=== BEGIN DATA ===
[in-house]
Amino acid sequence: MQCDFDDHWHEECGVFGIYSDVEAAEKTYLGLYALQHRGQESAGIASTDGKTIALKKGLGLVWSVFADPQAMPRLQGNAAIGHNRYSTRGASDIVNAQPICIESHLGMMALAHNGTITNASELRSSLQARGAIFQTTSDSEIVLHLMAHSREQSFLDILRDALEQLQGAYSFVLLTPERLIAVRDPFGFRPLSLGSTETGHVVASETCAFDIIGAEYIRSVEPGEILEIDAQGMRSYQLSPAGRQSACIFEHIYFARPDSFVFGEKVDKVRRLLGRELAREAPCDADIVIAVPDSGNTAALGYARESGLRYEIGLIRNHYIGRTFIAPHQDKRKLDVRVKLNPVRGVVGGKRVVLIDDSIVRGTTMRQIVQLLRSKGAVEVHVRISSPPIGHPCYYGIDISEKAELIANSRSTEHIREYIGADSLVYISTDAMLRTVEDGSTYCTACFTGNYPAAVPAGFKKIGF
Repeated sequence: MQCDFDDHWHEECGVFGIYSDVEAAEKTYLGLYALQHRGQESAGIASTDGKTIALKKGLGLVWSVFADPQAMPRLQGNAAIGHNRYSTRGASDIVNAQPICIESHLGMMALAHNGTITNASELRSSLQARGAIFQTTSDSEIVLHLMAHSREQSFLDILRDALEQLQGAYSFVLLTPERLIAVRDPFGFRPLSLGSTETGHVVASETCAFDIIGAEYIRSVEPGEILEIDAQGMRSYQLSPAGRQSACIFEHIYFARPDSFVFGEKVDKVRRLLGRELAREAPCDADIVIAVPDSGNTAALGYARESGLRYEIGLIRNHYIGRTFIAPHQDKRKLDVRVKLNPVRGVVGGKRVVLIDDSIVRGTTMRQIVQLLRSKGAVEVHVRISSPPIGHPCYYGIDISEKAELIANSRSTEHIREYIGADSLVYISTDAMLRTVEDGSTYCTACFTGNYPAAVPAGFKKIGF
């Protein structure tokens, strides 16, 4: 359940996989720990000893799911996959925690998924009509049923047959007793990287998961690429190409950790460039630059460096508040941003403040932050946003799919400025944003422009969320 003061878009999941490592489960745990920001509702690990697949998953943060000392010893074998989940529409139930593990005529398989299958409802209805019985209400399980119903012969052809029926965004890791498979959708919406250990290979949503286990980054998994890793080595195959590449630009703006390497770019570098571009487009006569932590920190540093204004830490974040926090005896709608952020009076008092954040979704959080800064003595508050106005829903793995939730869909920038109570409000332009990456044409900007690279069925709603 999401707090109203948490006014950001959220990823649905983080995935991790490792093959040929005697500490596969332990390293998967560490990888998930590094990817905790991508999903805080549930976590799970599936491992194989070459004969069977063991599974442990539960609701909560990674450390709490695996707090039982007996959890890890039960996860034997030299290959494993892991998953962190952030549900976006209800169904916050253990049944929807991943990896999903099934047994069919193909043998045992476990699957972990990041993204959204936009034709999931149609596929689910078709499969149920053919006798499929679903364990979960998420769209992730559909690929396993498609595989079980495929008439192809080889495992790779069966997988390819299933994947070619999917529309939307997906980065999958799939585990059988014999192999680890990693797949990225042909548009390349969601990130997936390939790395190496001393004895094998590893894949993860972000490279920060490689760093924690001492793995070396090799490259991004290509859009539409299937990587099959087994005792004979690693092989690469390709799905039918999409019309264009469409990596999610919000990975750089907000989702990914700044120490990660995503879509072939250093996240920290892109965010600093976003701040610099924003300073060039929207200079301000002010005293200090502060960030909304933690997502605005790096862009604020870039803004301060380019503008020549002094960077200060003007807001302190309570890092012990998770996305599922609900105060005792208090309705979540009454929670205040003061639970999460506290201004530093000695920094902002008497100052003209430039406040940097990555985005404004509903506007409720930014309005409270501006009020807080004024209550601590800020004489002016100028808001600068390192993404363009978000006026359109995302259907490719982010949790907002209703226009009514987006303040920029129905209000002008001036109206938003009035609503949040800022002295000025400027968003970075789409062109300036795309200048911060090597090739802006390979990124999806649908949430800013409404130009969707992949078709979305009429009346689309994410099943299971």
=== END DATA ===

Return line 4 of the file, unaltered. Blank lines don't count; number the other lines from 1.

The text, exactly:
């Protein structure tokens, strides 16, 4: 359940996989720990000893799911996959925690998924009509049923047959007793990287998961690429190409950790460039630059460096508040941003403040932050946003799919400025944003422009969320 003061878009999941490592489960745990920001509702690990697949998953943060000392010893074998989940529409139930593990005529398989299958409802209805019985209400399980119903012969052809029926965004890791498979959708919406250990290979949503286990980054998994890793080595195959590449630009703006390497770019570098571009487009006569932590920190540093204004830490974040926090005896709608952020009076008092954040979704959080800064003595508050106005829903793995939730869909920038109570409000332009990456044409900007690279069925709603 999401707090109203948490006014950001959220990823649905983080995935991790490792093959040929005697500490596969332990390293998967560490990888998930590094990817905790991508999903805080549930976590799970599936491992194989070459004969069977063991599974442990539960609701909560990674450390709490695996707090039982007996959890890890039960996860034997030299290959494993892991998953962190952030549900976006209800169904916050253990049944929807991943990896999903099934047994069919193909043998045992476990699957972990990041993204959204936009034709999931149609596929689910078709499969149920053919006798499929679903364990979960998420769209992730559909690929396993498609595989079980495929008439192809080889495992790779069966997988390819299933994947070619999917529309939307997906980065999958799939585990059988014999192999680890990693797949990225042909548009390349969601990130997936390939790395190496001393004895094998590893894949993860972000490279920060490689760093924690001492793995070396090799490259991004290509859009539409299937990587099959087994005792004979690693092989690469390709799905039918999409019309264009469409990596999610919000990975750089907000989702990914700044120490990660995503879509072939250093996240920290892109965010600093976003701040610099924003300073060039929207200079301000002010005293200090502060960030909304933690997502605005790096862009604020870039803004301060380019503008020549002094960077200060003007807001302190309570890092012990998770996305599922609900105060005792208090309705979540009454929670205040003061639970999460506290201004530093000695920094902002008497100052003209430039406040940097990555985005404004509903506007409720930014309005409270501006009020807080004024209550601590800020004489002016100028808001600068390192993404363009978000006026359109995302259907490719982010949790907002209703226009009514987006303040920029129905209000002008001036109206938003009035609503949040800022002295000025400027968003970075789409062109300036795309200048911060090597090739802006390979990124999806649908949430800013409404130009969707992949078709979305009429009346689309994410099943299971």